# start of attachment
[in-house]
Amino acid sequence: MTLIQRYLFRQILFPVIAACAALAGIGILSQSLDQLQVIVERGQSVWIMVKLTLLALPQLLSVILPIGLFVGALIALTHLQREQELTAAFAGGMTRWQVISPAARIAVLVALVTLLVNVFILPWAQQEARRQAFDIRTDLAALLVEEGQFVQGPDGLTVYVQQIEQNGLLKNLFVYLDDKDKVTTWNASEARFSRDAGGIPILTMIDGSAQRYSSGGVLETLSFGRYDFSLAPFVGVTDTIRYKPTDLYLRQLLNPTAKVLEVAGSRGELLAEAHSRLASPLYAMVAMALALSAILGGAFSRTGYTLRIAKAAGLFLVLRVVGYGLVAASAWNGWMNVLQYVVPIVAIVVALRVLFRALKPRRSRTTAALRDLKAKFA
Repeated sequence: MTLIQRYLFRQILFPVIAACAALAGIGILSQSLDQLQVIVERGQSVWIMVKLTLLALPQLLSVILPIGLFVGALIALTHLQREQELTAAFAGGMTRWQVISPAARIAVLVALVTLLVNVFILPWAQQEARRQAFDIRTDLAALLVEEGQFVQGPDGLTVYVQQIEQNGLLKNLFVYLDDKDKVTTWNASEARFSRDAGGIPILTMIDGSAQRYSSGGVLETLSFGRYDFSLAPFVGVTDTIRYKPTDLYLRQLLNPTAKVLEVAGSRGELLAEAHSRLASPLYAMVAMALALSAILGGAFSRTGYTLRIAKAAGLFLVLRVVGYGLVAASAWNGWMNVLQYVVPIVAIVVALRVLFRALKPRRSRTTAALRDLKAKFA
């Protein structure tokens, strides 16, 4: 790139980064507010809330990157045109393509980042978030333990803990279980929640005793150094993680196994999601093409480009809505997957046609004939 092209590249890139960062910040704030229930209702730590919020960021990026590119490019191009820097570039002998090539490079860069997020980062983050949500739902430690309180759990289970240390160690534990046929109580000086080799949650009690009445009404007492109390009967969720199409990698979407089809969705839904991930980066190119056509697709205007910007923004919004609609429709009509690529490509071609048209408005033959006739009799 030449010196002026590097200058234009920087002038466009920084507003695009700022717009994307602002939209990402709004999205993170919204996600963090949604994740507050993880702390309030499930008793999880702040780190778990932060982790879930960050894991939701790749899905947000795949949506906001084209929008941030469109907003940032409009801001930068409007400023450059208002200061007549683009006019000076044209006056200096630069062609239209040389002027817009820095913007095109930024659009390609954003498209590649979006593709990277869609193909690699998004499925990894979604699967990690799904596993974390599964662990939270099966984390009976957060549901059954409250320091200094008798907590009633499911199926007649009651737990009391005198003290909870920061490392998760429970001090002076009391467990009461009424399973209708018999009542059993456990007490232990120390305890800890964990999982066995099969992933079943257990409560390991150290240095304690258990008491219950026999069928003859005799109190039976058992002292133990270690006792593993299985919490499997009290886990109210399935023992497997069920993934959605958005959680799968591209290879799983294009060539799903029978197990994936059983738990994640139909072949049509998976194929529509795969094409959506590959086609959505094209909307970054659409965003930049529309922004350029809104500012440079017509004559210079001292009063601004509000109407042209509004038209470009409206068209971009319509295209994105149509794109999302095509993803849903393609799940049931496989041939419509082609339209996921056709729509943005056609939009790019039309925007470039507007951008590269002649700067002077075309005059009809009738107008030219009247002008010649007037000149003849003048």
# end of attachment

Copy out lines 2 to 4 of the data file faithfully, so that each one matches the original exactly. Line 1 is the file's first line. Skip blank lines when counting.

Amino acid sequence: MTLIQRYLFRQILFPVIAACAALAGIGILSQSLDQLQVIVERGQSVWIMVKLTLLALPQLLSVILPIGLFVGALIALTHLQREQELTAAFAGGMTRWQVISPAARIAVLVALVTLLVNVFILPWAQQEARRQAFDIRTDLAALLVEEGQFVQGPDGLTVYVQQIEQNGLLKNLFVYLDDKDKVTTWNASEARFSRDAGGIPILTMIDGSAQRYSSGGVLETLSFGRYDFSLAPFVGVTDTIRYKPTDLYLRQLLNPTAKVLEVAGSRGELLAEAHSRLASPLYAMVAMALALSAILGGAFSRTGYTLRIAKAAGLFLVLRVVGYGLVAASAWNGWMNVLQYVVPIVAIVVALRVLFRALKPRRSRTTAALRDLKAKFA
Repeated sequence: MTLIQRYLFRQILFPVIAACAALAGIGILSQSLDQLQVIVERGQSVWIMVKLTLLALPQLLSVILPIGLFVGALIALTHLQREQELTAAFAGGMTRWQVISPAARIAVLVALVTLLVNVFILPWAQQEARRQAFDIRTDLAALLVEEGQFVQGPDGLTVYVQQIEQNGLLKNLFVYLDDKDKVTTWNASEARFSRDAGGIPILTMIDGSAQRYSSGGVLETLSFGRYDFSLAPFVGVTDTIRYKPTDLYLRQLLNPTAKVLEVAGSRGELLAEAHSRLASPLYAMVAMALALSAILGGAFSRTGYTLRIAKAAGLFLVLRVVGYGLVAASAWNGWMNVLQYVVPIVAIVVALRVLFRALKPRRSRTTAALRDLKAKFA
């Protein structure tokens, strides 16, 4: 790139980064507010809330990157045109393509980042978030333990803990279980929640005793150094993680196994999601093409480009809505997957046609004939 092209590249890139960062910040704030229930209702730590919020960021990026590119490019191009820097570039002998090539490079860069997020980062983050949500739902430690309180759990289970240390160690534990046929109580000086080799949650009690009445009404007492109390009967969720199409990698979407089809969705839904991930980066190119056509697709205007910007923004919004609609429709009509690529490509071609048209408005033959006739009799 030449010196002026590097200058234009920087002038466009920084507003695009700022717009994307602002939209990402709004999205993170919204996600963090949604994740507050993880702390309030499930008793999880702040780190778990932060982790879930960050894991939701790749899905947000795949949506906001084209929008941030469109907003940032409009801001930068409007400023450059208002200061007549683009006019000076044209006056200096630069062609239209040389002027817009820095913007095109930024659009390609954003498209590649979006593709990277869609193909690699998004499925990894979604699967990690799904596993974390599964662990939270099966984390009976957060549901059954409250320091200094008798907590009633499911199926007649009651737990009391005198003290909870920061490392998760429970001090002076009391467990009461009424399973209708018999009542059993456990007490232990120390305890800890964990999982066995099969992933079943257990409560390991150290240095304690258990008491219950026999069928003859005799109190039976058992002292133990270690006792593993299985919490499997009290886990109210399935023992497997069920993934959605958005959680799968591209290879799983294009060539799903029978197990994936059983738990994640139909072949049509998976194929529509795969094409959506590959086609959505094209909307970054659409965003930049529309922004350029809104500012440079017509004559210079001292009063601004509000109407042209509004038209470009409206068209971009319509295209994105149509794109999302095509993803849903393609799940049931496989041939419509082609339209996921056709729509943005056609939009790019039309925007470039507007951008590269002649700067002077075309005059009809009738107008030219009247002008010649007037000149003849003048």